Complete healing of most femur shaft fractures may take 3 to 6 months. In some cases, healing time may be longer, particularly when the fracture is open or broken into many pieces or if the patient consumes tobacco products.

Pain Management

A doctor and nurses can work to reduce the pain, which can also facilitate a speedy recovery. After an injury or operation, pain is a natural part of the healing process. For short-term relief, medications will help after the injury and surgery. The medicines available for the management of reducing pain include acetaminophen, gabapentinoid, nonsteroidal anti-inflammatory drugs (NSAIDs), muscle relaxants, opioids, and other medications for topical pain. A doctor may prescribe a combination of medicines for pain relief, as well as to minimize the need for opioids. However, these medications may have side effects that may affect a patient’s ability to drive and perform other activities. A doctor can discuss with the patient the side effects of these medications.

Since opioids are narcotics so can be addictive. Overdose and reliance on opioids are also serious public health issues in the U.S. So, doctors’ advice is a must before taking these medicines. One must stop taking opioids once the pain starts to improve. If pain persists even after a few days of treatment, the patient should consult the doctor.


To avoid any complications, it is important to follow the doctor’s instructions for weight-bearing on injured legs. In some cases, doctors can encourage leg motion in the early recovery period. But in other cases, the doctor will allow weight-bearing (as much as possible on the leg) right after surgery. Though a patient may be unable to put full weight on the leg unless the healing process has started. The patient may need crutches or a walker for support once he starts walking.

Physical Therapy

Since a patient tends to lose muscle strength in the injured area, exercises during the healing process are very significant. Physical therapy facilitates the restoration of normal muscle strength, flexibility, and joint motion. It also helps in the management of pain post-surgery.

A physical therapist can start a patient’s physiotherapy when the patient is in the hospital. The therapist will teach the use of crutches or a walker to the patient.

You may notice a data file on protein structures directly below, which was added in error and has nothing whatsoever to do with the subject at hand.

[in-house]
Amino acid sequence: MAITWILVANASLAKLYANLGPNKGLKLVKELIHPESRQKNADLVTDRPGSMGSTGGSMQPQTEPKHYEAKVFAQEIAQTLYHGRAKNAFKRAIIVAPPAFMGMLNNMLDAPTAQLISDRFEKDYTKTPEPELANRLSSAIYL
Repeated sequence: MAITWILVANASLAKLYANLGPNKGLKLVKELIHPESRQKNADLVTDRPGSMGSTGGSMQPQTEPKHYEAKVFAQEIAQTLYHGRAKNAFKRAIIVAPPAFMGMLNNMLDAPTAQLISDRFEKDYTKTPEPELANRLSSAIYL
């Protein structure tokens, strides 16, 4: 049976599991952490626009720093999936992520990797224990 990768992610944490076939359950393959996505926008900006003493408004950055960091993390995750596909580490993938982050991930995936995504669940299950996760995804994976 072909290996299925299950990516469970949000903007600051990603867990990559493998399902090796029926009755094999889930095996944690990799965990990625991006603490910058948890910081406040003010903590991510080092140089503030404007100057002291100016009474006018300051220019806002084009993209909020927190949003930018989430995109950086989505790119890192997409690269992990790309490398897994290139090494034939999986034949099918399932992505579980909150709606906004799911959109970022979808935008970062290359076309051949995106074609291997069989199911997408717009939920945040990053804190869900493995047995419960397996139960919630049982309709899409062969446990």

Femur Shaft Fracture Complications

Femur shaft fractures may result in further injury and complications which are as follows:

  • As the ends of broken bones are sharp so they may tear or cut the surrounding nerves and blood vessels.
  • A painful condition namely acute compartment syndrome may occur. This syndrome develops when extreme pressure within the muscles happens to be at a dangerous level, this may reduce the flow of blood which further hinders the supply of oxygen and nourishment to nerve and muscle cells. If the pressure is not relieved quickly, it may result in permanent disability or a surgical emergency. Then to release the pressure, the surgeon will make incisions in the skin and the muscle coverings.
  • There may be a risk of infection in open fractures even after proper surgical cleaning. Since the bone is exposed to the external environment in open fractures. Treatment of this infection may be difficult and may require further surgeries and long-term use of antibiotics.
  • Sometimes in femur shaft fractures, the ligaments around the knee can also injure. If there is knee pain even after surgery, the doctor must consider it.

Complications from Surgery

Complications of surgery usually involve:

  • Infection, blood clots, injury to nerves, and Fat embolism.
  • When bone marrow enters the bloodstream and can travel to the lungs. The fracture itself may cause this.
  • Malalignment or the incorrect positioning of the broken bone fragments.
  • Non-union or delayed union results when the fracture does not heal or heals slower than usual.
  • Hardware irritation occurs when the overlying muscles and tendons irritate due to the end of the nail or the screw.